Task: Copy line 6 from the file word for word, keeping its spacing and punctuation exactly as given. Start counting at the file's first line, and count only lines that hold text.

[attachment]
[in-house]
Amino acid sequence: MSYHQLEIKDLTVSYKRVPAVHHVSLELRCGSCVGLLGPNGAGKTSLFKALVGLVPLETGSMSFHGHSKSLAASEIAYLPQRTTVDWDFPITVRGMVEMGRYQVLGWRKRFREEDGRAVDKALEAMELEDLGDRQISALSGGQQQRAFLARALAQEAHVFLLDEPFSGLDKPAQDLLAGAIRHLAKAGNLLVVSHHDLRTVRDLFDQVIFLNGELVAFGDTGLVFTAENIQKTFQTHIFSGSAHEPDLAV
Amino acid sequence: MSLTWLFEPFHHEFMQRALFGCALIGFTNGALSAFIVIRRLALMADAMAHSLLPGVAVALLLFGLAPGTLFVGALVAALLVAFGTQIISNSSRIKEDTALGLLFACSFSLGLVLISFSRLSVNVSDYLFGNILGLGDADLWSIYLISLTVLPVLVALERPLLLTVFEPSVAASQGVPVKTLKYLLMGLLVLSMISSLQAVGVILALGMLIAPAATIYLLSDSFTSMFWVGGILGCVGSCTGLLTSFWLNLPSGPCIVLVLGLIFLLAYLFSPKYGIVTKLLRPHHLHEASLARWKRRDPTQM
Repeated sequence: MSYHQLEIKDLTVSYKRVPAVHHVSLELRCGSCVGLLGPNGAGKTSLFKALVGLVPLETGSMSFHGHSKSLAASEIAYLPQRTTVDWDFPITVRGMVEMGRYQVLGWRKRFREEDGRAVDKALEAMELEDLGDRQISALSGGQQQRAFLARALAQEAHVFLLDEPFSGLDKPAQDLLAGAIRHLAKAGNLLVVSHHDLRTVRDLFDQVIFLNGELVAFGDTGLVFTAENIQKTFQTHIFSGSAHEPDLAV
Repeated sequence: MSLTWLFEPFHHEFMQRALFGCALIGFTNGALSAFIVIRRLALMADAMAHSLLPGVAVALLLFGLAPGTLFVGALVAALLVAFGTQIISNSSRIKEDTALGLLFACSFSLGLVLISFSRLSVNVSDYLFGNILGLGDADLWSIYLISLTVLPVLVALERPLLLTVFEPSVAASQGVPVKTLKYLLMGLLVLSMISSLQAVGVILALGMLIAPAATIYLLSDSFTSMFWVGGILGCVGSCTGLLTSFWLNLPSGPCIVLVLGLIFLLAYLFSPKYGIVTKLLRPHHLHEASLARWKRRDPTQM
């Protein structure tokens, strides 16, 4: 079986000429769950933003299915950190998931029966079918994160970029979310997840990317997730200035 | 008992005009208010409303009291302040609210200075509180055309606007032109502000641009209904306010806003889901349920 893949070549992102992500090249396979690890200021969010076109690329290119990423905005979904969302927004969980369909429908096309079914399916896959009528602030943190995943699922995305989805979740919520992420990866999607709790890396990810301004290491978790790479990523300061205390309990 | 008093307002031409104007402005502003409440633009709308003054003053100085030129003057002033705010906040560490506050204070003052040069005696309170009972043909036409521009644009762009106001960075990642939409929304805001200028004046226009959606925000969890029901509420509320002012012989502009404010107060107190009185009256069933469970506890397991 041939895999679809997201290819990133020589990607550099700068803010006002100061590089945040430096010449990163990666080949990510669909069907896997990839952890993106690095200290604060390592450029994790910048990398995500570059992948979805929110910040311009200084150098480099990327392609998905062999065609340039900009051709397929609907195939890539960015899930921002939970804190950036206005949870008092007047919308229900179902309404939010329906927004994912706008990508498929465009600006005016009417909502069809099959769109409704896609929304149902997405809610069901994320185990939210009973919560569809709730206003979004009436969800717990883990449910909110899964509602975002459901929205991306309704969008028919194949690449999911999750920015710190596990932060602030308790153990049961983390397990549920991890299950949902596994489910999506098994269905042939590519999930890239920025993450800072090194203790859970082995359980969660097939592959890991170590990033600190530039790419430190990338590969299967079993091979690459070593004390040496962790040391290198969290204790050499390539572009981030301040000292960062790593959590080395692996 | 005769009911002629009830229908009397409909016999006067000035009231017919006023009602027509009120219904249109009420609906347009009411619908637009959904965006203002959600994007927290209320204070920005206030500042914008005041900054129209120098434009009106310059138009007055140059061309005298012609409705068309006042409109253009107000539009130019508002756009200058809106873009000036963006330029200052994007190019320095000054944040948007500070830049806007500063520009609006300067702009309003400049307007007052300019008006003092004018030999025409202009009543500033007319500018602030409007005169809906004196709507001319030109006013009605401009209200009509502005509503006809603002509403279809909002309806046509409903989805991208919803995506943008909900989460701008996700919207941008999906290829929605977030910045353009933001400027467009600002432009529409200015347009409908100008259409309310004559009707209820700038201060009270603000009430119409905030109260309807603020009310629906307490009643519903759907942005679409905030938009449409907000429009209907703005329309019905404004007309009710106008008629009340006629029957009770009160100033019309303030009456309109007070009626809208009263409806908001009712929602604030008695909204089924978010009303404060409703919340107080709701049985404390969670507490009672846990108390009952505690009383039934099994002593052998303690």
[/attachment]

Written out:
């Protein structure tokens, strides 16, 4: 079986000429769950933003299915950190998931029966079918994160970029979310997840990317997730200035 | 008992005009208010409303009291302040609210200075509180055309606007032109502000641009209904306010806003889901349920 893949070549992102992500090249396979690890200021969010076109690329290119990423905005979904969302927004969980369909429908096309079914399916896959009528602030943190995943699922995305989805979740919520992420990866999607709790890396990810301004290491978790790479990523300061205390309990 | 008093307002031409104007402005502003409440633009709308003054003053100085030129003057002033705010906040560490506050204070003052040069005696309170009972043909036409521009644009762009106001960075990642939409929304805001200028004046226009959606925000969890029901509420509320002012012989502009404010107060107190009185009256069933469970506890397991 041939895999679809997201290819990133020589990607550099700068803010006002100061590089945040430096010449990163990666080949990510669909069907896997990839952890993106690095200290604060390592450029994790910048990398995500570059992948979805929110910040311009200084150098480099990327392609998905062999065609340039900009051709397929609907195939890539960015899930921002939970804190950036206005949870008092007047919308229900179902309404939010329906927004994912706008990508498929465009600006005016009417909502069809099959769109409704896609929304149902997405809610069901994320185990939210009973919560569809709730206003979004009436969800717990883990449910909110899964509602975002459901929205991306309704969008028919194949690449999911999750920015710190596990932060602030308790153990049961983390397990549920991890299950949902596994489910999506098994269905042939590519999930890239920025993450800072090194203790859970082995359980969660097939592959890991170590990033600190530039790419430190990338590969299967079993091979690459070593004390040496962790040391290198969290204790050499390539572009981030301040000292960062790593959590080395692996 | 005769009911002629009830229908009397409909016999006067000035009231017919006023009602027509009120219904249109009420609906347009009411619908637009959904965006203002959600994007927290209320204070920005206030500042914008005041900054129209120098434009009106310059138009007055140059061309005298012609409705068309006042409109253009107000539009130019508002756009200058809106873009000036963006330029200052994007190019320095000054944040948007500070830049806007500063520009609006300067702009309003400049307007007052300019008006003092004018030999025409202009009543500033007319500018602030409007005169809906004196709507001319030109006013009605401009209200009509502005509503006809603002509403279809909002309806046509409903989805991208919803995506943008909900989460701008996700919207941008999906290829929605977030910045353009933001400027467009600002432009529409200015347009409908100008259409309310004559009707209820700038201060009270603000009430119409905030109260309807603020009310629906307490009643519903759907942005679409905030938009449409907000429009209907703005329309019905404004007309009710106008008629009340006629029957009770009160100033019309303030009456309109007070009626809208009263409806908001009712929602604030008695909204089924978010009303404060409703919340107080709701049985404390969670507490009672846990108390009952505690009383039934099994002593052998303690």